I appreciate many of the author's positions, but am not sure what his ultimate message is. The simple fact is that we are trying to recreate consciousness when we don't even know what consciousness is! Some attribute it to the soul, which doesn't address the issue and is simply an appeal to superstition. Others argue that thought is nothing more than calculation, but that fails to account for comprehension and understanding. Even though we are unsure of the direction we are going, we continue in our endeavor to build a thinking machine. In the end, perhaps our greatest success will not be the accomplishment of that goal, but in fact that we discovered the true nature of our own consciousness along the way.

Monday, July 25, 2005

A Tiger Under the Hood

Slashdot pointed me in the direction of a article about yet another DARPA Grand Challenge team. Unlike the rest of the 40 semi-finalists, this group uses Mac OS X to control their vehicle. But it seems they stole Stanford's idea to use a VW Taureg as the platform.

Wednesday, July 20, 2005

David Beckham's Modeling Contract Safe For Now

I don't normally pay much attention to this sort of thing, but C|Net News is covering RoboCup 2005, and it looks like we've got some real progress in the field of soccer robotics. Over the next several years we might even see some of these humanoid bots achieve 100% autonomy.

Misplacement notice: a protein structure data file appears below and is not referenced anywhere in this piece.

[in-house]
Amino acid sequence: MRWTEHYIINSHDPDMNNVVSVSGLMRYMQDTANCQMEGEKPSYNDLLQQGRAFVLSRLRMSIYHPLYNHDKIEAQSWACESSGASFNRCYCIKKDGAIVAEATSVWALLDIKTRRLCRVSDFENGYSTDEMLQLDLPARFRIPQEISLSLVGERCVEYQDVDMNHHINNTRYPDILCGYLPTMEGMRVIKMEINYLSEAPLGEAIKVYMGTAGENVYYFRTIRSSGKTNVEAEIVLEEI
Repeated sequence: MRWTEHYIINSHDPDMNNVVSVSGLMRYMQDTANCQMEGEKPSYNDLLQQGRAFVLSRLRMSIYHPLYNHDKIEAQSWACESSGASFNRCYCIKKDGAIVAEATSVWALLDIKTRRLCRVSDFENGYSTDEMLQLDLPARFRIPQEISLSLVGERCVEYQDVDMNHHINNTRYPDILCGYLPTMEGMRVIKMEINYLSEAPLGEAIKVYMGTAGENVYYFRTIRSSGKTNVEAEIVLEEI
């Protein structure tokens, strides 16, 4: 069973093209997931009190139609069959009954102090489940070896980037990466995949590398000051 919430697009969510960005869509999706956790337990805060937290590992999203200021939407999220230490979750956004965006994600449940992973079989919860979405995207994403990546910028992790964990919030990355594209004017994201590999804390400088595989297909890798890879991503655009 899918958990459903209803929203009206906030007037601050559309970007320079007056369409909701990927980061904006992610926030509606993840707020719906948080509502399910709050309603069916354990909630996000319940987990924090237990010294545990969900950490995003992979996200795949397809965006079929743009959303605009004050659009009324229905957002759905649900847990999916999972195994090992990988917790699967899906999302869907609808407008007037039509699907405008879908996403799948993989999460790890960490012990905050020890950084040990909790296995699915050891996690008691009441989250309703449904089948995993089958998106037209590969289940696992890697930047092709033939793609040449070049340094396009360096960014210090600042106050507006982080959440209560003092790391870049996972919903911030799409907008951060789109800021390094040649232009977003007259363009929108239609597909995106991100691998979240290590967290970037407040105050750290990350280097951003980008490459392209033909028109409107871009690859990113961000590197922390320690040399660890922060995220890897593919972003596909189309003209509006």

Against (Artificial) Intelligence?

Kuro5hin has an interesting (if amateurish) op-ed piece critical of the entire premise of AI.

Among the main points are that AI has yet to produce anything useful (and is therefore worthless), that machine consciousness is impossible, and that we should completely discard the philosophy of mind. I, however, would I argue that hashing out the philosophical issues is essential to solving the problem of AI. Indeed, the creation of a truly conscious machine will require collaboration between brilliant individuals from several disciplines, among these being neuroscience and philosophy, in addition to computer science.

Although I disagree with the author's premise, believe his view of AI is very limited, and find his logic fundamentally flawed (tons of circular reasoning), the article is worth a look, and has stimulated a lively discussion. I particularly appreciate the comment that says if the author's logic was applied to the early days of aviation, he would have to slam "the Wright brothers because they didn't achieve supersonic flight."

Tuesday, July 19, 2005

Translating and Sorting 2D Arrays for Fun

Just a quick project update. Yesterday, I succeeded in making my probability algorithm much more efficient, vastly reducing the number of wasteful steps and minimizing the memory footprint. Then, tonight, I straightened out the sorting functionality for the results using Arrays.sort(Object[] a, Comparator c). Next up, I want to write something that will generate a 'confidence level' number to accompany the results. After that, I will clean up all the code and put it in a presentable format for you all to see... I swear!

Robotic Camel Jockeys Save Enslaved Children

C|Net News has an amusing article about camel-riding robots replacing enslaved child jockeys in the United Arab Emirates' most popular sport.

(Pictures too!) Having solved this technological challenge, the engineers are now directing their attention towards the sport of cheese rolling.

Monday, July 18, 2005

More Coverage of DARPA Grand Challenge